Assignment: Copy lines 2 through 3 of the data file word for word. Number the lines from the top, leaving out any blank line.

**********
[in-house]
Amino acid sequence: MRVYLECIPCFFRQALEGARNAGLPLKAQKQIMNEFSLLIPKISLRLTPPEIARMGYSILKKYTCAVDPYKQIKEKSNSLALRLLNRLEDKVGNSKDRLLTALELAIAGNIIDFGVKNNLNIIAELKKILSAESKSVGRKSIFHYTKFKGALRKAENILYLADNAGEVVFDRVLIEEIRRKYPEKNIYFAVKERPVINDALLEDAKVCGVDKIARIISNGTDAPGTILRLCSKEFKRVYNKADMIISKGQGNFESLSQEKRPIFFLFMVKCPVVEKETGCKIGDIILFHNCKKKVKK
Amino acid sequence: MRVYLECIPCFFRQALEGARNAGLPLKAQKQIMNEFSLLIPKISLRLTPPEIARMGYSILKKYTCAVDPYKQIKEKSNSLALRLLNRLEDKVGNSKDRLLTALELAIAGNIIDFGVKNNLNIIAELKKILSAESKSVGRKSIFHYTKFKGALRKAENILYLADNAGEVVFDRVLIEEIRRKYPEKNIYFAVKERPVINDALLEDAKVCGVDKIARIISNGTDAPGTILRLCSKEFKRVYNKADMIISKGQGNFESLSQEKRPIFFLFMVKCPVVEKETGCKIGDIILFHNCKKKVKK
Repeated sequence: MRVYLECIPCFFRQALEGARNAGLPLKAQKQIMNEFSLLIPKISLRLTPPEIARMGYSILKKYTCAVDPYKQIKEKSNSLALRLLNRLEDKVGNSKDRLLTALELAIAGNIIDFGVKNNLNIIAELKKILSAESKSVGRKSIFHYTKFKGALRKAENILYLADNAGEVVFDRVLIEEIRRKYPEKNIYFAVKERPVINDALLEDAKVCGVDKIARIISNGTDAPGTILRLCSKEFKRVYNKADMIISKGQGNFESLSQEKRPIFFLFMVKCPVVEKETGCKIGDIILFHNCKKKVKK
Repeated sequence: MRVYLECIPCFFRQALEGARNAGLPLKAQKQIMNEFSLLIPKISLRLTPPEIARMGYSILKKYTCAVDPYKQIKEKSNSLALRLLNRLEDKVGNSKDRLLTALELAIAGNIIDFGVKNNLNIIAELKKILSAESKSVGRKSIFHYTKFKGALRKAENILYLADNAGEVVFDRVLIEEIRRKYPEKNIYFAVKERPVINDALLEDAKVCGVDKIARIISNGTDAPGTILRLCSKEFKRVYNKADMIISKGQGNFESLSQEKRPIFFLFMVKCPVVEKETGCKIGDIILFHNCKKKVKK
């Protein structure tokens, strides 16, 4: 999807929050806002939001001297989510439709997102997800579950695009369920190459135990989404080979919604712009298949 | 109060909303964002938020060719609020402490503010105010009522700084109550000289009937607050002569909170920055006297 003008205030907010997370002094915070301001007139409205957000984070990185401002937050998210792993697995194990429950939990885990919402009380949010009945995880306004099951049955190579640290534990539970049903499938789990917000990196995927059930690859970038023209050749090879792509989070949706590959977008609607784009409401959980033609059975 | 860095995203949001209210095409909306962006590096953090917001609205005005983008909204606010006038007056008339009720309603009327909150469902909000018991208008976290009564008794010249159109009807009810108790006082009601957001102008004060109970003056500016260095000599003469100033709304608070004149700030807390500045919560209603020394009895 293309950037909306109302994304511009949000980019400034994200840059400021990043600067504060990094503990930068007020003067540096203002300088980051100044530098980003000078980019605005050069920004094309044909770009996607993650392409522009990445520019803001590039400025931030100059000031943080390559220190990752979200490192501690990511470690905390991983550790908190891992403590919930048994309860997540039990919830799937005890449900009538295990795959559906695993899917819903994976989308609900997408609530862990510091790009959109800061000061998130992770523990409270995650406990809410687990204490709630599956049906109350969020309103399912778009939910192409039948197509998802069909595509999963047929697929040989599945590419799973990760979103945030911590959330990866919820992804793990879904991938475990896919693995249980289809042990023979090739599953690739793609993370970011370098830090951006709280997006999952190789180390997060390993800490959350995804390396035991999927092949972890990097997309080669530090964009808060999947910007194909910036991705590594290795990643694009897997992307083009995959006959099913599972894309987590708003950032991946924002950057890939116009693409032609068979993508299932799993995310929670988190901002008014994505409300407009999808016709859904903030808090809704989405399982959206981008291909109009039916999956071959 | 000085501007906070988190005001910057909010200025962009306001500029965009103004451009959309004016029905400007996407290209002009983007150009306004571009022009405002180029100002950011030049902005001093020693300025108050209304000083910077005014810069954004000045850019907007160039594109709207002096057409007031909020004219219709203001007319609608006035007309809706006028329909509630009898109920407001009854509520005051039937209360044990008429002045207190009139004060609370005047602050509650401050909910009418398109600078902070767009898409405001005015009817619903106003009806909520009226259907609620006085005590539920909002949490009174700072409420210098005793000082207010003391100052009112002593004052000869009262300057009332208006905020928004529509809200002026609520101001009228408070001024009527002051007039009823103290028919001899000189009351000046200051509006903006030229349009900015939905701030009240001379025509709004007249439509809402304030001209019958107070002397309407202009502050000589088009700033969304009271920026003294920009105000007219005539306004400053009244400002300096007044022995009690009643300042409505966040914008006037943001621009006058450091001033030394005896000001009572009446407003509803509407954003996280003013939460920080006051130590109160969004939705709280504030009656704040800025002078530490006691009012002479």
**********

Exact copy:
Amino acid sequence: MRVYLECIPCFFRQALEGARNAGLPLKAQKQIMNEFSLLIPKISLRLTPPEIARMGYSILKKYTCAVDPYKQIKEKSNSLALRLLNRLEDKVGNSKDRLLTALELAIAGNIIDFGVKNNLNIIAELKKILSAESKSVGRKSIFHYTKFKGALRKAENILYLADNAGEVVFDRVLIEEIRRKYPEKNIYFAVKERPVINDALLEDAKVCGVDKIARIISNGTDAPGTILRLCSKEFKRVYNKADMIISKGQGNFESLSQEKRPIFFLFMVKCPVVEKETGCKIGDIILFHNCKKKVKK
Amino acid sequence: MRVYLECIPCFFRQALEGARNAGLPLKAQKQIMNEFSLLIPKISLRLTPPEIARMGYSILKKYTCAVDPYKQIKEKSNSLALRLLNRLEDKVGNSKDRLLTALELAIAGNIIDFGVKNNLNIIAELKKILSAESKSVGRKSIFHYTKFKGALRKAENILYLADNAGEVVFDRVLIEEIRRKYPEKNIYFAVKERPVINDALLEDAKVCGVDKIARIISNGTDAPGTILRLCSKEFKRVYNKADMIISKGQGNFESLSQEKRPIFFLFMVKCPVVEKETGCKIGDIILFHNCKKKVKK